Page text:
AMR has lost more than $12 billion since 2001, and analysts expect it will post more losses through 2012. Speculation about an AMR bankruptcy grew in recent weeks as the company was unable to win union approval for contracts that would reduce labor costs. The company said it was spending $600 million more a year than other airlines because of labor-contract rules - $800 million more including pension obligations.
On Tuesday, Horton said no single factor led to the bankruptcy filing. He said the company needed to cut costs because of the weak global economy, a credit downgrade that raised borrowing costs, and high, volatile fuel prices. The price of jet fuel has risen more than 60 percent in the past five years.
Expectation of a bankruptcy filing increased in November as contract talks with the pilots' union stalled and union leaders rejected a company offer without sending it to members for a vote.
Ray Neidl, an analyst with Maxim Group LLC, an investment banking company, said AMR was wise to file for bankruptcy while it still had about $4 billion in cash. That way, the company will have a cushion to keep operating without worrying immediately about lining up new financing, he said.
Fitch Ratings analyst Bill Warlick said American will focus on shuttering pension plans and getting wage concessions from workers. Both Neidl and Warlick said American might be pushed into a merger with US Airways because size and global networks are more important than ever in the airline business.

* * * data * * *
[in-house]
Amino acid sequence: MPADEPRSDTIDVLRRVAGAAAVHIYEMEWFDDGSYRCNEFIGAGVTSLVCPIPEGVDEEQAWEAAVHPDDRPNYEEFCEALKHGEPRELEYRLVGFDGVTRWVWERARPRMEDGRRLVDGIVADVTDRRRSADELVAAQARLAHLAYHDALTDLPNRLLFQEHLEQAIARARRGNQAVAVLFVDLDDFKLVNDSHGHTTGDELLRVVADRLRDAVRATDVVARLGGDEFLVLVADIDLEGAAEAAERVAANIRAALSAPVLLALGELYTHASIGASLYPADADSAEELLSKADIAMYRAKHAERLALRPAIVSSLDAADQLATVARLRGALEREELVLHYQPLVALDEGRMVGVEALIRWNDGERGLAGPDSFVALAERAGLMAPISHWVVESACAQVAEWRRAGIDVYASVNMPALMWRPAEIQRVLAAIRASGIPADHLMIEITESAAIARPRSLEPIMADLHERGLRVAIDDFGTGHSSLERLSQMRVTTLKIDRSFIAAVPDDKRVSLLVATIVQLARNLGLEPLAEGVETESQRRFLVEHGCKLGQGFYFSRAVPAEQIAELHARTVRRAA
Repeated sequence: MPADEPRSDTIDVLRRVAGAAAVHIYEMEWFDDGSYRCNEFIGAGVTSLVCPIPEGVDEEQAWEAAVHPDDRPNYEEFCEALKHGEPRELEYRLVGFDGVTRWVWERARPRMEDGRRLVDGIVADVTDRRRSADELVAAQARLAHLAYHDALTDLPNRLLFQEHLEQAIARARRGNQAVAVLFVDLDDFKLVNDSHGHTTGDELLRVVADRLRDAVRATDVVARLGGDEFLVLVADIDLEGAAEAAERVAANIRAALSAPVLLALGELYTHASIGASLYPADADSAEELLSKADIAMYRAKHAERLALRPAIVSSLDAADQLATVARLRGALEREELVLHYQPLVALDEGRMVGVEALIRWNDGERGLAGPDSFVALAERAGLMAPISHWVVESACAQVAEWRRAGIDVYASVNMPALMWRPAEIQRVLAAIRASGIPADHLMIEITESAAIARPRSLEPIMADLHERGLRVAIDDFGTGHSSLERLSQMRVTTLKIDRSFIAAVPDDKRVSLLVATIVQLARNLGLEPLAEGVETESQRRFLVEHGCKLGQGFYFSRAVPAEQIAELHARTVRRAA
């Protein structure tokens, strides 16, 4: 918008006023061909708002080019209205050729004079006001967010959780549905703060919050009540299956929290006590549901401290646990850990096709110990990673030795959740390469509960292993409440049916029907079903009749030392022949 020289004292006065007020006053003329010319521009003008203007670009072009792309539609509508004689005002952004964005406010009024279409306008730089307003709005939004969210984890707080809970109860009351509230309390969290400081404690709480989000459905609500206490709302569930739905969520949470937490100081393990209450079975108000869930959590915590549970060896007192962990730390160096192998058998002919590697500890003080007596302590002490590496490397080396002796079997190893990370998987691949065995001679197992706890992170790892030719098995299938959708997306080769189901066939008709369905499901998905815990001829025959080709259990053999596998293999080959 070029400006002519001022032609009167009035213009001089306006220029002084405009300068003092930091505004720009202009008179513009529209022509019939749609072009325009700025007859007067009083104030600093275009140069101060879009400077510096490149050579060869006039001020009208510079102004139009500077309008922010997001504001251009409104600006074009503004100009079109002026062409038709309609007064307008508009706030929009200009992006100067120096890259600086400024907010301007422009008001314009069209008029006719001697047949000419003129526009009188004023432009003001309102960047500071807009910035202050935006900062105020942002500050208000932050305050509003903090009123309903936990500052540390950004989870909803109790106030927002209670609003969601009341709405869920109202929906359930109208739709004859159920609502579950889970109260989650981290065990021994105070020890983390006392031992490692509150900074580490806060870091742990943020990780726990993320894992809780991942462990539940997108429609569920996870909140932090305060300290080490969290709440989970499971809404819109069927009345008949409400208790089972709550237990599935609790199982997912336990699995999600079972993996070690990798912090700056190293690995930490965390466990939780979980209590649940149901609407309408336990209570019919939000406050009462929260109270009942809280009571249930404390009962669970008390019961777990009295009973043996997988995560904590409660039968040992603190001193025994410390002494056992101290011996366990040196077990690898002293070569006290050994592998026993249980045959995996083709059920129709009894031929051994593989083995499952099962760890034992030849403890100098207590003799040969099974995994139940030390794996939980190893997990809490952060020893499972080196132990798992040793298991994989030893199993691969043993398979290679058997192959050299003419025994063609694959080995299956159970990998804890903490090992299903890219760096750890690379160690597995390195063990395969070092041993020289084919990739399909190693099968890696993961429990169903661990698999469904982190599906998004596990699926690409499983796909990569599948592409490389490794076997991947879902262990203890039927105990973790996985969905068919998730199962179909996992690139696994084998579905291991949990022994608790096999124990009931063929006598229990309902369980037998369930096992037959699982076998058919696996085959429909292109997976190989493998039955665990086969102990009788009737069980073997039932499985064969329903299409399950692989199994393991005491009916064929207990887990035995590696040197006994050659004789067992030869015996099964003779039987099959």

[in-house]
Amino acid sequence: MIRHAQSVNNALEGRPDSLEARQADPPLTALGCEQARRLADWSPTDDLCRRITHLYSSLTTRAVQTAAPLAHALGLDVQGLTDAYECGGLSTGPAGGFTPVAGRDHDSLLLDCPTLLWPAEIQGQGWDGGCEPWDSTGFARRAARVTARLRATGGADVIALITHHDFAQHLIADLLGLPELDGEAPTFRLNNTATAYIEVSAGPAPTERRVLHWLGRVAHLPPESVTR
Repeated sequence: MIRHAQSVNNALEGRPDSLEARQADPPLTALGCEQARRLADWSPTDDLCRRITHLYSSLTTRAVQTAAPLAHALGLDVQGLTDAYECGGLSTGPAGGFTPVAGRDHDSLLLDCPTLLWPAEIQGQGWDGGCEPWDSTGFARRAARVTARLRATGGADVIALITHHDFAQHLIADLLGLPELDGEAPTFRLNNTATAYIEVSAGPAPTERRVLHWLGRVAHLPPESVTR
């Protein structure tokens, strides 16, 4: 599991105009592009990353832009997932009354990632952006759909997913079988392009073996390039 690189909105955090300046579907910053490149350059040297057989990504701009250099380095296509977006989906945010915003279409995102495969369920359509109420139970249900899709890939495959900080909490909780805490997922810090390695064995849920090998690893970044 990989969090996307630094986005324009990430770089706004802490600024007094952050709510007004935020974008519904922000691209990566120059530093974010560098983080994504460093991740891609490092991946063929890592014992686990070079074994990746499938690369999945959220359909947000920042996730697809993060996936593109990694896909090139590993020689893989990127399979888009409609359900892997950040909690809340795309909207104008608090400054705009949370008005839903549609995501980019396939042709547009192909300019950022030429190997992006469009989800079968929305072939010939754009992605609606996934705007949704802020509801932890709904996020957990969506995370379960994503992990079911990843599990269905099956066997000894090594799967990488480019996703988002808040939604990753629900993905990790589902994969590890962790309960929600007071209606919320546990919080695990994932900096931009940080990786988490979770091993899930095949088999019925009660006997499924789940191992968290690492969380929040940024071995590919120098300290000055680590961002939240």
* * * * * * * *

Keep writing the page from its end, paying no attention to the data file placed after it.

Darryl Jenkins, a consultant who has worked for the major airlines, said, "American will still be with us in one form or another 10 years from now." But, he said, its workers will "take a major hit. Their pensions are in danger."
Union leaders expressed unease.
James C. Little, president of the Transport Workers Union, which represents mechanics, baggage handlers and other ground workers at American, was harsh in his assessment of the impact on labor. "This (bankruptcy) is likely to be a long and ugly process and our union will fight like hell to make sure that front line workers don't pay an unfair price for management's failings," Little said.
AMR, which has headquarters in Fort Worth, Texas, lost $162 million in the third quarter and has lost money in 14 of the past 16 quarters.
The company barely escaped bankruptcy in 2003, when it was still reeling from the drop in air travel caused by a recession and the September 2001 terror attacks. That downturn helped drive United, Delta and US Airways into bankruptcy while American used the threat of a filing to wring wage and benefit concessions from workers.
American was founded in 1930 from the combination of many smaller airlines. Its hubs are in New York, Los Angeles, Dallas-Fort Worth, Chicago and Miami. Major international partners include British Airways and Japan Airlines.
News of the bankruptcy swept through AMR's hometown.
"American Airlines is an institution in Dallas-Fort Worth, and when institutions start to crumble, you look at everything around you," said Elaine Vale, a jewelry store owner who flew back from a Thanksgiving holiday on American. "After American, then who?"
Airline writers Samantha Bomkamp in New York and Joshua Freed in Minneapolis, and Danny Robbins in Fort Worth contributed to this report.